Visions of pink and white blossoms most likely bring to mind Japan or Washington DC. But right here in Hong Kong, it’s possible to partake in hanami, the flower viewing rite of spring. In 2018, 400 cherry trees and other spring-flowering varietals were planted at Ngong Ping, making it the city’s newest blossom hotspot. Here are five other places where you can stop and smell the sakura.
Kwan Kung Pavilion, Cheung Chau
Once a cluster of fishing villages, the small southern island of Cheung Chau still moves at a slower pace than much of Hong Kong. It’s also the setting of Kwan Kung Pavilion, a traditional red Chinese pavilion with burning incense, a green tiled roof and, come spring, the pink petals of 10 Taiwanese cherry trees. Step into the temple to admire a 2.5-metre-tall statue of its namesake, a Han dynasty general deified as the ‘God of War’, made from a single camphor tree.
When to visit: February to March
How to get there: Take a ferry from Central Pier 5 to Cheung Chau and walk about 10 minutes to reach the pavilion on Kwun Yam Wan Road
Tai Po Waterfront Park
At 22 hectares, Hong Kong’s largest public park spreads out along Tolo Harbour in the New Territories. Its gardens and lawns have several varieties of cherry blossoms, including the yoshino cherry, a gorgeous flowering tree with almond-scented blossoms that turn white as they mature. Tai Po also features the Fuji cherry, notable for its light pink, paper-thin blooms and zig-zagging branches. You’re likely to encounter palm trees, camellia and rose species, too, while strolling the grounds.
When to visit: March to April
How to get there: Several KMB bus routes are available from Tai Po Market MTR Station with stops near Dai Fat Street; click here for details
Hong Kong Velodrome Park, Tseung Kwan O
This 5.3-hectare park at 105-107 Po Hong Road has 11 cherry trees from Taiwan and Japan as well as artificial lakes. The pink bellflower cherry trees next to the velodrome and central lawn are popular spots to snap an Instagram-worthy panorama of cherry blossoms – with soaring skyscrapers in the background. A skatepark and sport climbing wall are added draws, as is the park’s excellent access to public transit. While the velodrome’s 250-metre-long wooden track is only open to professionals, there are extensive public cycling trails around Tseung Kwan O.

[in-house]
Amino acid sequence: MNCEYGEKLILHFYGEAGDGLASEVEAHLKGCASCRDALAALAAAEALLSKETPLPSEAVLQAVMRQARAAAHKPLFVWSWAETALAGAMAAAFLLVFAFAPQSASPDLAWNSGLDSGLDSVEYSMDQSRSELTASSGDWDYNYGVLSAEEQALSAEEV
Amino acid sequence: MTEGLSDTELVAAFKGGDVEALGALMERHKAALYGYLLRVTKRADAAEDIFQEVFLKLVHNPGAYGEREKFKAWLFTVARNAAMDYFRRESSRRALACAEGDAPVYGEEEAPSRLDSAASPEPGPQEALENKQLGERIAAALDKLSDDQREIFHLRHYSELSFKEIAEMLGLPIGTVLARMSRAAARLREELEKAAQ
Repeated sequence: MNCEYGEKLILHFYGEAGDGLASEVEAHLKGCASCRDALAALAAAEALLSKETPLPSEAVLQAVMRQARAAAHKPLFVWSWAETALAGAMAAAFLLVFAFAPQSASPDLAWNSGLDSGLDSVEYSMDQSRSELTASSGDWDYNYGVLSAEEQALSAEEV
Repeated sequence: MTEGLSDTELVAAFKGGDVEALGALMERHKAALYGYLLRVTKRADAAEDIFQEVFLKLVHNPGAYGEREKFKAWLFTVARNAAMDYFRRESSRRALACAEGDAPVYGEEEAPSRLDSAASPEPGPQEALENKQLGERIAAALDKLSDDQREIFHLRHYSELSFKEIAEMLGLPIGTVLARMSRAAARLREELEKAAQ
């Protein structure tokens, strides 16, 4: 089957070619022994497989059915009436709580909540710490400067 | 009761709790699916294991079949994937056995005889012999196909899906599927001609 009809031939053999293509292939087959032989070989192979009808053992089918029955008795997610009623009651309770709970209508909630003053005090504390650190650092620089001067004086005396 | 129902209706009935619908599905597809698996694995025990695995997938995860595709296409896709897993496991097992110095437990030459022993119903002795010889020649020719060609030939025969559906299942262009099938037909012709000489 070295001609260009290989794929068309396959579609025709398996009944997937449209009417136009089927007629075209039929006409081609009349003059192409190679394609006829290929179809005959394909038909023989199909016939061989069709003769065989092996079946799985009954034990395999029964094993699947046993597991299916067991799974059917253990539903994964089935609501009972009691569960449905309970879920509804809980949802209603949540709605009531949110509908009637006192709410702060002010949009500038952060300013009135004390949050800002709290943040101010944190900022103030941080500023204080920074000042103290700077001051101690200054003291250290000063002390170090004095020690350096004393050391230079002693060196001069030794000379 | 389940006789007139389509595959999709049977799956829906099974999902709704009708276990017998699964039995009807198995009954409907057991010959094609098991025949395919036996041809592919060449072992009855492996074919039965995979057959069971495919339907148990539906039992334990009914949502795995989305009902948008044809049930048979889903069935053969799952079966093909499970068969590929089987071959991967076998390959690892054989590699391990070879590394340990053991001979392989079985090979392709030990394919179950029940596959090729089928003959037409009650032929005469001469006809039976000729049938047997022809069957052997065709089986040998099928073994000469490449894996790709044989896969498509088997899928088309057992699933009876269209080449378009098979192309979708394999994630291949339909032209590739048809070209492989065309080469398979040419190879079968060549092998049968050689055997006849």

When to visit: March to April
How to get there: Hang Hau MTR Station Exit B or Tseung Kwan O MTR Station Exit A; KMB bus and GMB green minibus routes also available; click here for details
Kadoorie Farm & Botanic Garden
Kadoorie Farm is an urban oasis spread along the northern slopes of Tai Mo Shan Country Park – and not far from the Lam Tsuen Wishing Tree (where, in the past, locals would toss a wish written on paper and tied to an orange into the branches during Chinese New Year – they now tie their wishes to wooden racks nearby). The tall pines of its T.S. Woo Memorial Pavilion are punctuated by 230 Taiwan cherry trees. These bell-shaped clusters of pink flowers, along with birds clinging to the branches, create an idyllic spring scene. Walk along the Kadoorie Brothers Memorial Pavilion for a spectacular view and the pleasant fragrance of apricot blossoms. There are hiking trails, waterfalls and opportunities to meet farm animals and pick produce – more than enough for a day’s outing.
Rotary Park, Tai Mo Shan Country Park
The country park takes its name from the 957-metre peak – Hong Kong’s tallest – but lower down near the visitor centre is the picturesque Rotary Park, which counts among its ranks 38 cherry trees native to Taiwan’s mountain regions. Set out along the Rotary Park Nature Trail to enjoy the scenery, including many other wildflowers and trees. A bamboo-lined family trail leads to a campsite with barbecue pits and a campsite, should you want to sleep over.
When to visit: End of February through early March
How to get there: Take Bus 51 (towards Sheung Tsuen) from Nina Tower Bus Terminus or the bus stop atop of the Tsuen Wan Railway station. Get off at bus stop “Country Park” and walk 5-10 minutes
This story was originally published in March 2019 and was updated in February 2020